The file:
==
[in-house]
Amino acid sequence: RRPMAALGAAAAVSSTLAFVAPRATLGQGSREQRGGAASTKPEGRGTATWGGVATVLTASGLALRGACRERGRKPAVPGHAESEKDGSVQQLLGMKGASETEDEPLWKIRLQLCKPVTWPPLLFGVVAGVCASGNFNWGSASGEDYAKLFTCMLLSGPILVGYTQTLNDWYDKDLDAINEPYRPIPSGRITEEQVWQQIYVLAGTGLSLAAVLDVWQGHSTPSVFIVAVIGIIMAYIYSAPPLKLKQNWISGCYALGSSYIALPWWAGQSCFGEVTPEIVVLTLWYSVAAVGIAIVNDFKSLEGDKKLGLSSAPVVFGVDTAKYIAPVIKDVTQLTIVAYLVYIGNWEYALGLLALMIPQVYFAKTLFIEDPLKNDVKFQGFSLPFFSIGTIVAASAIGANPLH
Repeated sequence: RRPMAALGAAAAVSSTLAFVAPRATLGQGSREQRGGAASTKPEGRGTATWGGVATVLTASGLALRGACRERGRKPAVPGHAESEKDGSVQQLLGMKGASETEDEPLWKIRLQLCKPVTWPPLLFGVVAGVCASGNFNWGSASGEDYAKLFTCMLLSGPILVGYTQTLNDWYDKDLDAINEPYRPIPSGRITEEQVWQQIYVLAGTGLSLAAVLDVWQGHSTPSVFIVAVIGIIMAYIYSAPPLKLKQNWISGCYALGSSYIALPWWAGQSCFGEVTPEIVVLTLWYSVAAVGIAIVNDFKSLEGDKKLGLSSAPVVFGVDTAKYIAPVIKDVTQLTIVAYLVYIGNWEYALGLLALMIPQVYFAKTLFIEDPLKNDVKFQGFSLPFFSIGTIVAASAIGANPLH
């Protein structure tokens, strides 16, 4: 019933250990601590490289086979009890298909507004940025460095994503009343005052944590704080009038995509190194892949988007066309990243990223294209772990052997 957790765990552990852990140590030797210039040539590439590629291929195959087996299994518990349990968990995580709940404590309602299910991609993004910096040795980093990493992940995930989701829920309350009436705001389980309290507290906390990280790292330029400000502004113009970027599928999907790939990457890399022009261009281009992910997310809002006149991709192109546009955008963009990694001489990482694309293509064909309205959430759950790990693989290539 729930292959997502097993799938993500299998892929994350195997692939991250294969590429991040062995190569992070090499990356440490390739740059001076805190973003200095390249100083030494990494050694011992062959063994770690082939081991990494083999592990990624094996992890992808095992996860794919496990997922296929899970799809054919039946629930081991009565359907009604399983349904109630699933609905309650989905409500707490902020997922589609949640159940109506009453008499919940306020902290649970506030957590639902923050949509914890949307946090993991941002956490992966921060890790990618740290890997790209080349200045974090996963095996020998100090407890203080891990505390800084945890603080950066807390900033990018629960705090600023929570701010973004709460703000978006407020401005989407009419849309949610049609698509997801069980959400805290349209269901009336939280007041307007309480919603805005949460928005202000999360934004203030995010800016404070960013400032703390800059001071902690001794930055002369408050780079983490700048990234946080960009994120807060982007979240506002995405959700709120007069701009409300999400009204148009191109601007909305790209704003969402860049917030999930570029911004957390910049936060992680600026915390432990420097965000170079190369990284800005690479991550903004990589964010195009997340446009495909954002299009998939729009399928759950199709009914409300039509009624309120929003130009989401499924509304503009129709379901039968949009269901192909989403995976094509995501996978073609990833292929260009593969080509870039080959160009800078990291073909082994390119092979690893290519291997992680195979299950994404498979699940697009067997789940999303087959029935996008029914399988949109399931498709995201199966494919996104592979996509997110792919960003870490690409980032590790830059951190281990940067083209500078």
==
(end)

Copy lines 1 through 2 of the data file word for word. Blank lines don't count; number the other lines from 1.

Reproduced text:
[in-house]
Amino acid sequence: RRPMAALGAAAAVSSTLAFVAPRATLGQGSREQRGGAASTKPEGRGTATWGGVATVLTASGLALRGACRERGRKPAVPGHAESEKDGSVQQLLGMKGASETEDEPLWKIRLQLCKPVTWPPLLFGVVAGVCASGNFNWGSASGEDYAKLFTCMLLSGPILVGYTQTLNDWYDKDLDAINEPYRPIPSGRITEEQVWQQIYVLAGTGLSLAAVLDVWQGHSTPSVFIVAVIGIIMAYIYSAPPLKLKQNWISGCYALGSSYIALPWWAGQSCFGEVTPEIVVLTLWYSVAAVGIAIVNDFKSLEGDKKLGLSSAPVVFGVDTAKYIAPVIKDVTQLTIVAYLVYIGNWEYALGLLALMIPQVYFAKTLFIEDPLKNDVKFQGFSLPFFSIGTIVAASAIGANPLH